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Four Rivers receives National Inclusion Project’s first-ever nature center accreditation

A woman in a wheelchair looks at an interpretive sign.
(Photo by Anthony Schalk)

The National Inclusion Project’s first nature center accreditation in the country has been awarded to the Forest Preserve District’s Four Rivers Environmental Education Center in Channahon. 

The National Inclusion Project Accredited Program status announced on Monday, Nov. 13, means Four Rivers has met the standards set by the organization for inclusive practices for individuals with disabilities. 

“Expert review of written documentation, program materials, and on-site observation found that Four Rivers met the highest standards for including all community members,” said Dr. Amanda Kloo, director of Inclusive Recreation at the National Inclusion Project. "Four Rivers is not only the flagship inclusion-accredited environmental education center in your community, it is the flagship inclusion-accredited environmental education center in the United States!"

The accreditation signals to everyone that " ... the personal enrichment, discovery, growth, health, wellness, connection and enjoyment of the world around us can be and should be accessible and inclusive of all." 

Jerome Gabriel, the Forest Preserve's facility supervisor at Four Rivers, said experiencing the natural world shouldn't be reserved only for those who can easily access it. 

“It should be a universal opportunity for everyone,” he said. “The Four Rivers staff want every person, regardless of ability, to be able to interact with the exhibits, programs and educational opportunities that we provide to the public.”

Welcoming of everyone

The accreditation process has allowed Four Rivers staff to learn what it means to truly be inclusive, and then use that knowledge to provide a better experience for visitors, Gabriel said.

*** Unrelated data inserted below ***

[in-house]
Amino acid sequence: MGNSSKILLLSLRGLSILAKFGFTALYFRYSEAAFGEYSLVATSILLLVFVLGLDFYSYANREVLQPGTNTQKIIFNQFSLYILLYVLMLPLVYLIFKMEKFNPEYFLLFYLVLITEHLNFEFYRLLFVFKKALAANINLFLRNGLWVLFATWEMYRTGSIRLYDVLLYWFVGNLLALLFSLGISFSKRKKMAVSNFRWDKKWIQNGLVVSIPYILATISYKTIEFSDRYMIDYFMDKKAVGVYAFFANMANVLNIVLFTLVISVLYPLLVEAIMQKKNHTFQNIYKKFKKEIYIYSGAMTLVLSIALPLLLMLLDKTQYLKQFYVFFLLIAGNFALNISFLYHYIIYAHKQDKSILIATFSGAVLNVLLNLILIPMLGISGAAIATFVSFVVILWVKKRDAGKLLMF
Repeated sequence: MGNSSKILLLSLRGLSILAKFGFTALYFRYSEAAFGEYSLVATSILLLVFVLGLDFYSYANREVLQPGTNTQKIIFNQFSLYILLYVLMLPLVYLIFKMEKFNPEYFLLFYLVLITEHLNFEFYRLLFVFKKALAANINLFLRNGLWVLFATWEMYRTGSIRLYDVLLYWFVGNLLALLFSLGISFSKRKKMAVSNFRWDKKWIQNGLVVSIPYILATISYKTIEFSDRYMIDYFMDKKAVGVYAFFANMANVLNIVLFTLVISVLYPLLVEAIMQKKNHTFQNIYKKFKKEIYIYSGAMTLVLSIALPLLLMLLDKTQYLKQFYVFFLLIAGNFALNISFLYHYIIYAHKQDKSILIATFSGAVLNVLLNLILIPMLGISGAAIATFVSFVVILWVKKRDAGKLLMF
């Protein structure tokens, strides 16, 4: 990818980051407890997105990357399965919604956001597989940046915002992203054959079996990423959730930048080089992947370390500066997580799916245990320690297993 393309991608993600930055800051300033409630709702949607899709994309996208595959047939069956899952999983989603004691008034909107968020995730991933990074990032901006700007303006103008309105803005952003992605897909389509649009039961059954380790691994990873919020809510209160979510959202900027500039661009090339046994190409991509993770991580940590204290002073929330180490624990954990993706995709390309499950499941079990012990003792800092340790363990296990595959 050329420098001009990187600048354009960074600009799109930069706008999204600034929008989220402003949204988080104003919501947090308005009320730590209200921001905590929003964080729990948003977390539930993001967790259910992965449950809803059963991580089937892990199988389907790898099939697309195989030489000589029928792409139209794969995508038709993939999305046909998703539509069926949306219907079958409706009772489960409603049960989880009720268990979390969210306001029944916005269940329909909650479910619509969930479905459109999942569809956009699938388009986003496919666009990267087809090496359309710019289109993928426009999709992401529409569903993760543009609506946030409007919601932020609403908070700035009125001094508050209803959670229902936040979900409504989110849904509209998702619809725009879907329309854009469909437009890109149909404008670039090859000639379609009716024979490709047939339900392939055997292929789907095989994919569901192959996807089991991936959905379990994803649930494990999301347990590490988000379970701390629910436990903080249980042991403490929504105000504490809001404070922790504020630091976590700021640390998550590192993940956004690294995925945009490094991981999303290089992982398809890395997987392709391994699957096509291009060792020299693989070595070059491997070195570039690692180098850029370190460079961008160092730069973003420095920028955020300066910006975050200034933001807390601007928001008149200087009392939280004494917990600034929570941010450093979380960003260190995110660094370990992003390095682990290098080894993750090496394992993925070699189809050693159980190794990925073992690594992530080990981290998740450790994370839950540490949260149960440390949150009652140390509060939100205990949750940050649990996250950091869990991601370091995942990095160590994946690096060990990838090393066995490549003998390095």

“For families that may have been hesitant to bring a member out to Four Rivers, this accreditation can give them the peace of mind that this facility is welcoming of everyone regardless of ability level,” Gabriel said. “They know their family member will be not only be welcomed, but will be able to interact with our exhibits, have trails to explore and programs to learn from.”

The same is true for teachers and day program directors, he added. 

Inclusion items at Four Rivers feature buddy bags, a quiet space, an All-Persons Trail, paved trails, an exhibit guide, custom communication/talking boards and easy-viewing spotting scopes.

Also, the site offers: a custom visual schedule creator; screen reader enabled PDFs; program/event accommodations; social story digital narratives for the facility staff and programs; live captioning during presentations; monthly Sensory Sunday programs; inclusive field trips for public, private, homeschool, therapeutic day school and adult day programs; and a pre-visit walkthrough video

For more information on accessibility and inclusion at the site, visit the Four Rivers FAQ webpage.

Bridging the gap

The accreditation project was months in the making and was well worth the effort, Gabriel said.

"By completing the accreditation process, Four Rivers has shown that it is an inclusive destination and provides an experience where all visitors, regardless of ability-level, can participate," he said. 

Kloo said the National Inclusion Project serves to bridge the gap that exists between people with disabilities and the world around them. 

“Since 2003, the organization has worked with community groups and recreational programs, providing them with the training, tools and support needed to include individuals with disabilities in all activities and programs,” she said.

For more information about the National Inclusion Project, call 919-314-5540 or email [email protected].


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